Torn from her privileged existence by her father’s death, Kate Morgan has carved out a new independent life in the Ratcliffe rookery as a fence for stolen goods. Daniel’s invitation to assist him jeopardizes her structured existence. Yet Kate can’t resist his touch, or the wicked desires he stirs within her.
As their renewed passions grow reckless, their investigation takes them through the darkest and most depraved areas of the City. To catch a killer, they’ll have to put secrets behind them and trust only their hearts.
“What part of ‘I shall make you bleed’ did you not understand?” Kate kept her hands hidden behind the solid wood of the banister, preferring him to think she might be armed.
He rounded the last step, coming to a stop in front of her.
Kate retreated against the bannister, which came up to her hips. “Why are you here, Daniel? I already told you I wouldn’t help you.”
“I need to know.” Daniel took another step forward, effectively boxing her up against the bannister.
She leaned back further, unbalanced. What did he need to know? Who had killed Dalton? If she believed him? Or worse, if she still loved him?
Cold air swept in through a broken window on the first floor, ruffled the knotted ribbon of her straw hat underneath her chin. Her fingers clenched around the worn wood of the railing, gripped so tightly her knuckles became white.
She might never feel sure of her footing again.
“You let it pass for three years,” she charged. His urgency made no sense.
“I shouldn’t have. I won’t this time. Dalton deserves justice, and so do I. I’m going to investigate Dalton’s murder whether or not you help me.” Daniel brought his hand to rest on her arm, heat penetrating through her greatcoat. “But truly, I came back for you.”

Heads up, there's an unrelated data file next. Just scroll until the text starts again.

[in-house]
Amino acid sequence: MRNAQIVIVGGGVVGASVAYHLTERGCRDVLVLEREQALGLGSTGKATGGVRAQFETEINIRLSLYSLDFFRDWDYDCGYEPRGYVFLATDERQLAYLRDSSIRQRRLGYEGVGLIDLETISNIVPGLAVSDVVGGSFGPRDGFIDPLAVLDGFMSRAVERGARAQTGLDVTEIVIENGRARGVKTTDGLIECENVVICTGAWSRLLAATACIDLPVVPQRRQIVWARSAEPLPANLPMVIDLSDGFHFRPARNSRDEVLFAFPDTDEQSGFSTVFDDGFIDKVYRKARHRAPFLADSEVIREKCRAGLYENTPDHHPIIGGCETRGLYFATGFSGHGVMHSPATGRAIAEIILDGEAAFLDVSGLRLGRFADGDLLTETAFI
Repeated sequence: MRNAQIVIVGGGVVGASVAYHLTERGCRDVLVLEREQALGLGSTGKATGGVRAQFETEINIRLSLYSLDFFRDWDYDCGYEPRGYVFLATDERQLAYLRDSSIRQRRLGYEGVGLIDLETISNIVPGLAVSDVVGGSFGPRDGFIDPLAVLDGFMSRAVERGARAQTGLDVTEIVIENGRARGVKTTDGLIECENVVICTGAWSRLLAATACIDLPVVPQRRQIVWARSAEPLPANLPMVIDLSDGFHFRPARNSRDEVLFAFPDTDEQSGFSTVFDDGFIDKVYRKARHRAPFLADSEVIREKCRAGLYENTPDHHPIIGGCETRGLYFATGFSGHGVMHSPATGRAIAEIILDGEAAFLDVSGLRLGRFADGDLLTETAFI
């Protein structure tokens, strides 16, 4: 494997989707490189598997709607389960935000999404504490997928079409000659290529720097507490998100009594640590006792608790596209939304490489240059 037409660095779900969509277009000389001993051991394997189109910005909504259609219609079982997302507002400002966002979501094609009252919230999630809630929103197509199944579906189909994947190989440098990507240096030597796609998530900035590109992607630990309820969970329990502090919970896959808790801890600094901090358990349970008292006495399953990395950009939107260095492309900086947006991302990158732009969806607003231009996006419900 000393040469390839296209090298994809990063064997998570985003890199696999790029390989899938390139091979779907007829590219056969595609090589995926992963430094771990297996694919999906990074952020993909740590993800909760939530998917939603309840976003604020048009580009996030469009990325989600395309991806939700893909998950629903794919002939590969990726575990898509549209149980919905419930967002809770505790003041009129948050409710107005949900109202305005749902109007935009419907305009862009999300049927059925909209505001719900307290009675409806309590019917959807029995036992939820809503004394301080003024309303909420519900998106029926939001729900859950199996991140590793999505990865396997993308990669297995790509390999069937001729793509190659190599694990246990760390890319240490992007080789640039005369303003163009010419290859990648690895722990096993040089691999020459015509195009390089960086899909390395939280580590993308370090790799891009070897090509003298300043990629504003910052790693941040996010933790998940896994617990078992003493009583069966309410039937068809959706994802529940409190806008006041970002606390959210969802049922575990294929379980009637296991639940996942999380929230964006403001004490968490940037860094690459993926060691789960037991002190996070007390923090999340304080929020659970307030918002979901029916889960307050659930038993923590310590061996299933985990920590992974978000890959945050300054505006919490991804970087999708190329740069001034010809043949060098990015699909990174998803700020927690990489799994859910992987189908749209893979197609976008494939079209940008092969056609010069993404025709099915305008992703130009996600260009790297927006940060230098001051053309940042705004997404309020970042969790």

He leaned his head down, so that their eyes met. His gaze pulled at her. Her body longed for his touch, craved it, as if he was the answer to every question she’d had in the past three years. He could not love a woman so wrecked.
She retreated back again. Bent against the bannister, it sagged against her weight and a threatening groan echoed from the wood. She didn’t move, knowing that if she did she’d be back in his arms within seconds.
He took one look at the bannister, then at her, and tugged her closer to him. His hold was strong, but not unrelenting. She was flush against him, so close she could feel the beating of his heart. Warmth replaced brisk wind, and his presence blotted out loneliness until she was part of something greater, something powerful beyond herself.
She feared that heady sensation. Passion didn’t stick to predetermined routes and checklists.
When he spoke, his breath tickled her skin. His voice rumbled in her ear. “I don’t want to lose you again.”
A tremble tore through her. In those few months after he left, she’d woken with those words on her lips, whispers from dreams wherein he’d fulfilled his promise to return for her. He was here, and she forgot the reasons why she should loathe him.
Everything but the smell of bergamot and cloves disappeared. An altogether familiar aroma, one intrinsically locked in her mind as his, yet different this time without the overlay of pine needles. It enveloped her, clouded her senses. She lifted her head from his chest.
She looked him in the eye. But that was a mistake, for his eyes shone with the same desire she kept trapped.
“If I didn’t know better, I might believe you.” She forced herself to step away from him. “I can’t be with you again.”